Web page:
I attended Twitter pitch contests and generally was pleased with the amount of manuscript requests I got from agents, including one from a dream agent who kindly turned me down in 2014 with helpful feedback, so I was shocked and delighted that she wanted to see the full manuscript of novel #6. I got a handful of full requests, and when I entered my novel into Pitchwars, 3 out of 4 mentors requested my full manuscript.
As expected with any query journey, rejections will always happen. Despite my confidence and the thought that I was more emotionally mature to weather the storm of query rejections this time around, I’m not going to lie, after being told by writer friends that it was UNHEARD of to get three full manuscript requests in Pitchwars, it kind of stung that no one chose me. On top of that, I got plenty of rejections, and 4 R&Rs (revise and resubmit requests). At least out of the four R&Rs, one of them was bound to turn into an offer, right? Anakin and Padme meme I created below:
NOPE. They all became rejections, despite being told by the agents that the revisions were improvements.
To make matters worse, in February 2021, the dream agent ultimately sent a personalized rejection letter despite me keeping her in the loop about the R&R requests I received from other agents, and her expressing interest in the revised manuscript. She was incredibly kind, and pointed out what she enjoyed and what worked, but was so sorry that she didn’t have better news after all this time. I will never forget that day. For the rest of the day, when I wasn’t distracting myself with work calls and emails and meetings, I just felt numb and moved like I was wading through a deep pool of sadness. My boyfriend even commented that he could feel the waves of depression just rolling off of me and spreading through the air. If you’re one of those writers trapped in the notion of having a specific agent as your “dream” agent, let me tell you, do yourself a favor and throw that out the window. A few months later, I ended up feeling grateful it didn’t work out for reasons I will not disclose here. I still think she’s a lovely lady and agent. But your dream agent should be someone who will ultimately champion your writings and help you build your career to the best it can be and whose vision aligns with yours.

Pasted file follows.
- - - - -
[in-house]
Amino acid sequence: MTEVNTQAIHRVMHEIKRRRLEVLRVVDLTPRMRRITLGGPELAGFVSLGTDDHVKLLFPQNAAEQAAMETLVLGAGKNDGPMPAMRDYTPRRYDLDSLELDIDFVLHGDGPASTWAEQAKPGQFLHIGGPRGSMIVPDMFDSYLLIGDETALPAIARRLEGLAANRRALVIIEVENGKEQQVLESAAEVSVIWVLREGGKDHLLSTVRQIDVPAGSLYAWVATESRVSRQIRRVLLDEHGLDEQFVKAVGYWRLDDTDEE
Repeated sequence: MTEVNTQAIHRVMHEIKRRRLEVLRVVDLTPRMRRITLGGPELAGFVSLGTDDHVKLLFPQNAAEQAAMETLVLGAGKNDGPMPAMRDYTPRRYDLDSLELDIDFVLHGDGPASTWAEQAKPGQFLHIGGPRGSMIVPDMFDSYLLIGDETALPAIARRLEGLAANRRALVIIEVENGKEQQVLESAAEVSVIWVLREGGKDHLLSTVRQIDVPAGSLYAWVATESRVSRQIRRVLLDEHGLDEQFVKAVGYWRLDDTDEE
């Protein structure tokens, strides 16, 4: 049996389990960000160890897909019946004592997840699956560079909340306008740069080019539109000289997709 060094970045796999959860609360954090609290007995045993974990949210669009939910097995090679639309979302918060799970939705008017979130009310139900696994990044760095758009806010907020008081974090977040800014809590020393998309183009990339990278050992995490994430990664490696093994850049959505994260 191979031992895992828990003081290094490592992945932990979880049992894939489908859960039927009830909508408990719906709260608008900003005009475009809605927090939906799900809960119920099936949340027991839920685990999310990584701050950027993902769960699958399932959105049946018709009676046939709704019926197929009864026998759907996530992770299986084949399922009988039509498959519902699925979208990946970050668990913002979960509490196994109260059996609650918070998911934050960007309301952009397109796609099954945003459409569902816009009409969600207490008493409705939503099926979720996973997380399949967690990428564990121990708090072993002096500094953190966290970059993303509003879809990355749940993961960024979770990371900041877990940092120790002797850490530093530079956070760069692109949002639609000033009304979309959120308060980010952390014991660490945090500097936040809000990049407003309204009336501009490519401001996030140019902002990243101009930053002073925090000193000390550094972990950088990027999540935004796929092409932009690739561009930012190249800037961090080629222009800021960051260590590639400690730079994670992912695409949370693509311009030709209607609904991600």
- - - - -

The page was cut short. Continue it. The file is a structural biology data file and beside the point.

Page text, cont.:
At this point, I posted in a few of the writing groups I’m part of, sharing my disappointing experience and apologizing for feeling like a Debbie Downer, and just wanted to see if anyone could offer advice for what I was going through, especially since an experience like mine is not uncommon. Author Julia Vee was someone who I’m so happy to call a writer friend now, and she was super encouraging and we even hopped on a video call to discuss writing and publishing.